Remember the great “Road Rage” epidemic of the late- nineties? Before the media and various bureaucratic institutions jumped on “distracted driving” as the automotive menace du jour that’s going to turn our highways and byways red with blood, there was a brief period of intense focus on road rage. All of the major news shows, like Dateline and 20/20, had pieces about traffic disputes escalating from displays of a middle finger into multiple homicide by Weedeater or whatever other gardening tool fell quickly to hand.
Certainly such incidents can and do happen, although we don’t seem to hear about them as much as we did a few short years ago. However, the other side of the road rage coin can be just as dangerous. I’m talking about violations of the rules of the road in the misguided attempt to be “nice” to your fellow motorists.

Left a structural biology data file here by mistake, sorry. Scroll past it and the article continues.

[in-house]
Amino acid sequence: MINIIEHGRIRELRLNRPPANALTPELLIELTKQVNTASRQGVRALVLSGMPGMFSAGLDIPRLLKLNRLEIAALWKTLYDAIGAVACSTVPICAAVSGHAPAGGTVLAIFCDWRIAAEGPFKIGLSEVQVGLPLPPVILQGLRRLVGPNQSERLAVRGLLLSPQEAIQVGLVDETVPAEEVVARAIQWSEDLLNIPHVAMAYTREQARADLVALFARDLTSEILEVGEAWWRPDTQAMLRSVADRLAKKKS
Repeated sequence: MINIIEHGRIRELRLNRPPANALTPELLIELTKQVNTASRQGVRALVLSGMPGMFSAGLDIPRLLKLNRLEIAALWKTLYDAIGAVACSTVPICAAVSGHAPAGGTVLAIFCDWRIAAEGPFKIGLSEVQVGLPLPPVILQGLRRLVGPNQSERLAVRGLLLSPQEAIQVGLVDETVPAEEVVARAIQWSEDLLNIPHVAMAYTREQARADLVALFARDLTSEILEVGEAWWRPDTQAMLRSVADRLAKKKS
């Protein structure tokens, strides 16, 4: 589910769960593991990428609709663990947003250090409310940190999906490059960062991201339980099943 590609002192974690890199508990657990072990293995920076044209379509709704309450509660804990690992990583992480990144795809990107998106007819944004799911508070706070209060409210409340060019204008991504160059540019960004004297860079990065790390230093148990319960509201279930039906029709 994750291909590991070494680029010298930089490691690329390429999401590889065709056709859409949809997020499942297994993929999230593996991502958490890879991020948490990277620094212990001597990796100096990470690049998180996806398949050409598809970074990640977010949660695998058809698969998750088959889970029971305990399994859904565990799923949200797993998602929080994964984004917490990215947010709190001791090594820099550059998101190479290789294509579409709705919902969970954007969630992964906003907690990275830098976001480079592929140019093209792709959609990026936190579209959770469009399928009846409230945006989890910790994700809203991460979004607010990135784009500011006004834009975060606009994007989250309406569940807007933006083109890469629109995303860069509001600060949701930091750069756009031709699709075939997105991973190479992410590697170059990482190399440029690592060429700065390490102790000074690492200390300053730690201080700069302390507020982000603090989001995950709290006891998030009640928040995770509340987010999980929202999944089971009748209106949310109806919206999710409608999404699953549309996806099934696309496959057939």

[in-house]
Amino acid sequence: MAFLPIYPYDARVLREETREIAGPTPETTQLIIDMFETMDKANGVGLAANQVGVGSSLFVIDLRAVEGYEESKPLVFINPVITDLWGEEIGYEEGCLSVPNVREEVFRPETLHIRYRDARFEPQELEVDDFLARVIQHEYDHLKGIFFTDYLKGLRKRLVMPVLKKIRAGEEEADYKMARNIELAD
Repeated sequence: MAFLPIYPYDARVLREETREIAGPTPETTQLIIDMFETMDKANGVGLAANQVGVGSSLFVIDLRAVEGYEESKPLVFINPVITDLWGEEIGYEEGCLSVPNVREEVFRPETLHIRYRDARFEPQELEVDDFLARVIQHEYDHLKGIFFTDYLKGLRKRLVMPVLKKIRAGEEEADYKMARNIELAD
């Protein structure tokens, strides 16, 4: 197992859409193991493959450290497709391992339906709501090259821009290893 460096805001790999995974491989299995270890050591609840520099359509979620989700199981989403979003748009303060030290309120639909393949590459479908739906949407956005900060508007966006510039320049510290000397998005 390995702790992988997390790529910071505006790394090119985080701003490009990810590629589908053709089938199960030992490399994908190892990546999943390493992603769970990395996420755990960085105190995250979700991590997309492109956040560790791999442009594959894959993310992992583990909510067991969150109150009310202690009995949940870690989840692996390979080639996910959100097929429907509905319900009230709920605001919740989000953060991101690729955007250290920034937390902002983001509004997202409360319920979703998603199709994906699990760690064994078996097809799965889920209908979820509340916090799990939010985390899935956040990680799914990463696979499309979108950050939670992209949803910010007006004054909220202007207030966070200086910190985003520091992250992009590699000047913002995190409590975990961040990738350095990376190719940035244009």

Photo enforcement advocates downplay the benefit of increased yellow time in addressing the problem of red light running. New evidence from Arnold, Missouri shows that red light cameras continue to flash at a much lower rate since the state mandated longer signal timing at a number of photo-enforced intersections.
Arnold was the first jurisdiction in the Show Me State to allow a private company, American Traffic Solutions (ATS), to mail traffic tickets to residents. Since 2005, ATS has handed out more than 30,000 tickets worth over $3.1 million. In 2010, tickets were being pumped out at an average rate of 800 per month. With longer yellows, that figure averaged just 113 through July and August using the most up-to-date data available.
The amount of yellow warning time at California intersections would drop along with speed limits under a bill being considered by the state legislature. The Senate Transportation Committee will hold a hearing Tuesday on Assembly Bill 529, a proposal that re-writes the state’s speed trap law so that cities would be able to round down all speed limits after conducting a traffic study. The measure passed the full Assembly by a 77 to 0 vote on May 19.